1. conducting an inventory of all of your Year-2000-vulnerable systems, including system interconnects;

2. researching the Y2K impacts with the manufacturers to determine how they will perform; and

3. developing a report that addresses the adjustments, upgrades and replacements required to become Year-2000-ready. This can be done quickly and economically when compared to on-site testing.

Remember, failing to become Year-2000-ready for particular systems could expose your ownership and management to claims and possible litigation for the recovery of damages. Hopefully you will have no problems - but, if you haven't done so already, get started now on making sure.


Smoking Receptacle

The Smoker's Outpost[R] from csl, inc., answers the need for an aesthetically pleasing receptacle and holds 1000s of cigarette butts before it has to be emptied. The Smoker's Outpost is oxygen-restricting by design, so that when a butt drops through the funnel and hits the chamber, it smothers quickly. The receptacle is easy to clean; made of fire-safe, high-density polyethylene; and can be secured to the premises. Also available is a 21-gallon waste receptacle.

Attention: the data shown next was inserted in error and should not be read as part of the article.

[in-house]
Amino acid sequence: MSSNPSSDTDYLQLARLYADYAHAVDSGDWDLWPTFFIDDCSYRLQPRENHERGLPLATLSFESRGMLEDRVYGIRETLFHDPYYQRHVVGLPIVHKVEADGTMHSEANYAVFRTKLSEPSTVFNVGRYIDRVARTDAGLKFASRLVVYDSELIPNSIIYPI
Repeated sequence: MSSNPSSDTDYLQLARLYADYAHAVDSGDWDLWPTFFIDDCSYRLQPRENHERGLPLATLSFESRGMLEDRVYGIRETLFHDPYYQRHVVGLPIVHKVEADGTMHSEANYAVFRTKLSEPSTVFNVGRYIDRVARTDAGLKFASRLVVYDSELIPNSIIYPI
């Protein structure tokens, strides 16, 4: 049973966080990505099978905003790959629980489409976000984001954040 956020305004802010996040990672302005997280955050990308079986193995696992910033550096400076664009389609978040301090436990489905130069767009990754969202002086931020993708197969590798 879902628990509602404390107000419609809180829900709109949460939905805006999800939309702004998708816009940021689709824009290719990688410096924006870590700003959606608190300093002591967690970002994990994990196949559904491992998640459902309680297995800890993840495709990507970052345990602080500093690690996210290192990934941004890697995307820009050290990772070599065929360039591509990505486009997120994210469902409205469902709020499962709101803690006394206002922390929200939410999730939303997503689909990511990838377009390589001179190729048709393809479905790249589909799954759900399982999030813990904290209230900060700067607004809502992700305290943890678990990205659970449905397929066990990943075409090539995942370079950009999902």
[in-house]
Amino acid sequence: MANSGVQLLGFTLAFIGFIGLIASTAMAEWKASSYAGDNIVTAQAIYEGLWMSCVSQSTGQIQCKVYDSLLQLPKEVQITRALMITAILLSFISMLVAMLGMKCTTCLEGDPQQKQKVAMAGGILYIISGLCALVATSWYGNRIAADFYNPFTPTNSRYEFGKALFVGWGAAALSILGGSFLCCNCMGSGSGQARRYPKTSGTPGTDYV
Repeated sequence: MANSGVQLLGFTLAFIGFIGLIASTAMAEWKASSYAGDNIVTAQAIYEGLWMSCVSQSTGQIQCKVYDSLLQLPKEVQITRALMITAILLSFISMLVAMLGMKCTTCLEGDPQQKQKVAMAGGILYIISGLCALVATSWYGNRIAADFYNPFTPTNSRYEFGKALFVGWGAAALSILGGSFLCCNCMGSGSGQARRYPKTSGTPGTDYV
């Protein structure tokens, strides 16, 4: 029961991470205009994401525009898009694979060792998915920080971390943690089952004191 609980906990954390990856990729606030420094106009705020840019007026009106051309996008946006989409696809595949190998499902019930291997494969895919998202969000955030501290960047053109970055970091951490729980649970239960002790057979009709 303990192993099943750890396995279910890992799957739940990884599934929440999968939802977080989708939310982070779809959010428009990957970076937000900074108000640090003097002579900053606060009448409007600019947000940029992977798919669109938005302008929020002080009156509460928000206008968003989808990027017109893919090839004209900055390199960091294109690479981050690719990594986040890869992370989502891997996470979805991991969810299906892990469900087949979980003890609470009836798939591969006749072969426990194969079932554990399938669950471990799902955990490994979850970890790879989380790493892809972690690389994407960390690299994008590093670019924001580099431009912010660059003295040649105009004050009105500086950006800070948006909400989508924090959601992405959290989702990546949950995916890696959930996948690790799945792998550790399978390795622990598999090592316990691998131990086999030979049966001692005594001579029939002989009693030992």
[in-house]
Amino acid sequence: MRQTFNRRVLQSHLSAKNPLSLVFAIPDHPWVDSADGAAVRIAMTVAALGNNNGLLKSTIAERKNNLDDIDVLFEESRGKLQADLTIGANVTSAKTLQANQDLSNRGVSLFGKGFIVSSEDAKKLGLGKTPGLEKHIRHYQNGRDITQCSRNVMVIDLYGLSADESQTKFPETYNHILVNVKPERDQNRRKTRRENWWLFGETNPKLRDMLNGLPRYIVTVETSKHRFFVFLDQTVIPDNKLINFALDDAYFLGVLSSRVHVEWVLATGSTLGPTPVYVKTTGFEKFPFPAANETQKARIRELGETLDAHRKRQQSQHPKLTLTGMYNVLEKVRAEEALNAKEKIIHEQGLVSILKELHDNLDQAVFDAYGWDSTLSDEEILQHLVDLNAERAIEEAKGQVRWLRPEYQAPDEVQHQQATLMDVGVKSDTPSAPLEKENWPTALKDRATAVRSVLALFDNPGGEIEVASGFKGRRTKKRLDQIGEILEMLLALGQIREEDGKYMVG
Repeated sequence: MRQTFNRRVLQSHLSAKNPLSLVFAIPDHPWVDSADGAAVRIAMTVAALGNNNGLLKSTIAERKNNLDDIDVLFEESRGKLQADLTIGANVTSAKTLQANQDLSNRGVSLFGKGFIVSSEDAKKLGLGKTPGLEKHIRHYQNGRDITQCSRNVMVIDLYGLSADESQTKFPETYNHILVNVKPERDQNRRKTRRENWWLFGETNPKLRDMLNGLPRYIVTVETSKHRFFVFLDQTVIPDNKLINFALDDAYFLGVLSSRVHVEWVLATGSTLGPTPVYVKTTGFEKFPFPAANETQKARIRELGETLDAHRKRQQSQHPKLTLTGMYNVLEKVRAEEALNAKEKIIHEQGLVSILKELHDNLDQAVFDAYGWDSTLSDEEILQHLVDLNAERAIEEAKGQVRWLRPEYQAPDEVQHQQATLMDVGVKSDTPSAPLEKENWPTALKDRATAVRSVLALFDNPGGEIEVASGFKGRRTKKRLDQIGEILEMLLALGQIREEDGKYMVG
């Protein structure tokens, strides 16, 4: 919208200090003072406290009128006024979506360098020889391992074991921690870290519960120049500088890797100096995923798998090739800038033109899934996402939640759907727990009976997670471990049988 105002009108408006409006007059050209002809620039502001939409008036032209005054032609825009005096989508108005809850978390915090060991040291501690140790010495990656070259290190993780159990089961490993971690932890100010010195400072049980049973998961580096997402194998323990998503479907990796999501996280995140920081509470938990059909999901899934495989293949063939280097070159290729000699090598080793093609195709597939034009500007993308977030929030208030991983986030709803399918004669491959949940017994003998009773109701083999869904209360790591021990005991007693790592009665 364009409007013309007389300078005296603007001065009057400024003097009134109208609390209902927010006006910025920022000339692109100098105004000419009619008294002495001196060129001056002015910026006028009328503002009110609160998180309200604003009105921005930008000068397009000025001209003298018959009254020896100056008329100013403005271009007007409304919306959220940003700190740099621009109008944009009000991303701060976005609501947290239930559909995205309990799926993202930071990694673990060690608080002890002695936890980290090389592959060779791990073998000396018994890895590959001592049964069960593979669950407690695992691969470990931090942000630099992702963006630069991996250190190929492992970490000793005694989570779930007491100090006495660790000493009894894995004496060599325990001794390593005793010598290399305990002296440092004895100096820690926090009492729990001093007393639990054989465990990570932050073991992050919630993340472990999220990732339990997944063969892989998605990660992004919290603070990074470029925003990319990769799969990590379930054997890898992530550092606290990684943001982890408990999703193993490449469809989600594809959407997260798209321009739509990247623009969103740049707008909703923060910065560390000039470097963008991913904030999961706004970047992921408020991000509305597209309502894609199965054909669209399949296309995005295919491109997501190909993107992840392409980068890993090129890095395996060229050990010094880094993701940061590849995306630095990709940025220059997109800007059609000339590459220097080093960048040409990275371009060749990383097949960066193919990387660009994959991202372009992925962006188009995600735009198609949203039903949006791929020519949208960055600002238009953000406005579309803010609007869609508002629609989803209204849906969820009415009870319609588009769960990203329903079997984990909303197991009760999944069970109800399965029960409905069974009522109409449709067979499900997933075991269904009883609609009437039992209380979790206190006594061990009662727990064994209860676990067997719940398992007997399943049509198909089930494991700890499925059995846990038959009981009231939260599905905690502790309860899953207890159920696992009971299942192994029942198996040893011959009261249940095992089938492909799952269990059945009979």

Equipment Washer

Aqua Phase[TM] Medical Equipment Washers provide infection control and labor savings. Mid-State Stainless, Inc.'s automatic, stainless steel washers feature adaptations for effectively washing wheelchairs, as well as carts, containers, stands, tanks and more.

The innovative stainless steel, dynamic fluid-distribution system and high-grade components offer long-lasting, trouble-free operation. With varying features and price levels, Aqua Phase fits into any facility's cleaning protocol and budget.

Housekeeping Cart

Geerpres, Inc.'s new Escort Maid's Cart is a low-cost housekeeping cart for facilities on a tight budget. The all-metal construction has an attractive, low-maintenance, light gray textured epoxy powder coat. The cart offers 55% more storage space than plastic carts and a lockable metal cabinet that ensures security and minimizes theft and safety issues.

Energy-Recovery Ventilators

Mitsubishi's Lossnay[TM] energy-recovery ventilators (ERV) are an affordable way to improve indoor air quality (IAQ) in long-term care facilities. The ERVs utilize the patented Lossnay[TM] energy-exchange core that provides highly efficient total enthalpy (heat and humidity) exchange. Fresh incoming air is automatically preheated or precooled, depending upon the season, dramatically reducing ventilation energy loss. Models can handle airflow from as little as 110 CFM (cubic feet per minute) to 12,000 CFM and higher.